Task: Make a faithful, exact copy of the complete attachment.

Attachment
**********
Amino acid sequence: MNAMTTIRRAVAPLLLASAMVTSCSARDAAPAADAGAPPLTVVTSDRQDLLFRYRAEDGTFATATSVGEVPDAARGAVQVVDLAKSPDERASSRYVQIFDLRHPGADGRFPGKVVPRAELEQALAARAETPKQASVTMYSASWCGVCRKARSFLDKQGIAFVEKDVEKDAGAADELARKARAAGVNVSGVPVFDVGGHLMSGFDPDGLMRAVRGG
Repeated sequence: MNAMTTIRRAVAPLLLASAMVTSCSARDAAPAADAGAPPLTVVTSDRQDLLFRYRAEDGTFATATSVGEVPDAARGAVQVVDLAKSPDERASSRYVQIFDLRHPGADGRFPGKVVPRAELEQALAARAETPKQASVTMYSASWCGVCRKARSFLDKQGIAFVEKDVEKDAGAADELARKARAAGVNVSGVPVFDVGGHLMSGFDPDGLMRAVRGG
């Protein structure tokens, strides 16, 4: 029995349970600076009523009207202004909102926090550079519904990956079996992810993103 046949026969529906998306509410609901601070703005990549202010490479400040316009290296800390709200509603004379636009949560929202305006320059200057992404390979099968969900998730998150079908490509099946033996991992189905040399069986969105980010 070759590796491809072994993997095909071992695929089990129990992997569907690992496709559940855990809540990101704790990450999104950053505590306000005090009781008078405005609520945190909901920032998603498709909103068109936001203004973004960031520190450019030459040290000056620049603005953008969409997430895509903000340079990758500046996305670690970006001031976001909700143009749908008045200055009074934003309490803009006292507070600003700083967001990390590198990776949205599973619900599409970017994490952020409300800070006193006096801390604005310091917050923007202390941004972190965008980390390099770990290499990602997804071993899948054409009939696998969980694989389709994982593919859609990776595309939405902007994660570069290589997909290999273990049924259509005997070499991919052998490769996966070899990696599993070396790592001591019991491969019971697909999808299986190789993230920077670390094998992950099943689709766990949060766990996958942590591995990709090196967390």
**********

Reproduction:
Amino acid sequence: MNAMTTIRRAVAPLLLASAMVTSCSARDAAPAADAGAPPLTVVTSDRQDLLFRYRAEDGTFATATSVGEVPDAARGAVQVVDLAKSPDERASSRYVQIFDLRHPGADGRFPGKVVPRAELEQALAARAETPKQASVTMYSASWCGVCRKARSFLDKQGIAFVEKDVEKDAGAADELARKARAAGVNVSGVPVFDVGGHLMSGFDPDGLMRAVRGG
Repeated sequence: MNAMTTIRRAVAPLLLASAMVTSCSARDAAPAADAGAPPLTVVTSDRQDLLFRYRAEDGTFATATSVGEVPDAARGAVQVVDLAKSPDERASSRYVQIFDLRHPGADGRFPGKVVPRAELEQALAARAETPKQASVTMYSASWCGVCRKARSFLDKQGIAFVEKDVEKDAGAADELARKARAAGVNVSGVPVFDVGGHLMSGFDPDGLMRAVRGG
């Protein structure tokens, strides 16, 4: 029995349970600076009523009207202004909102926090550079519904990956079996992810993103 046949026969529906998306509410609901601070703005990549202010490479400040316009290296800390709200509603004379636009949560929202305006320059200057992404390979099968969900998730998150079908490509099946033996991992189905040399069986969105980010 070759590796491809072994993997095909071992695929089990129990992997569907690992496709559940855990809540990101704790990450999104950053505590306000005090009781008078405005609520945190909901920032998603498709909103068109936001203004973004960031520190450019030459040290000056620049603005953008969409997430895509903000340079990758500046996305670690970006001031976001909700143009749908008045200055009074934003309490803009006292507070600003700083967001990390590198990776949205599973619900599409970017994490952020409300800070006193006096801390604005310091917050923007202390941004972190965008980390390099770990290499990602997804071993899948054409009939696998969980694989389709994982593919859609990776595309939405902007994660570069290589997909290999273990049924259509005997070499991919052998490769996966070899990696599993070396790592001591019991491969019971697909999808299986190789993230920077670390094998992950099943689709766990949060766990996958942590591995990709090196967390």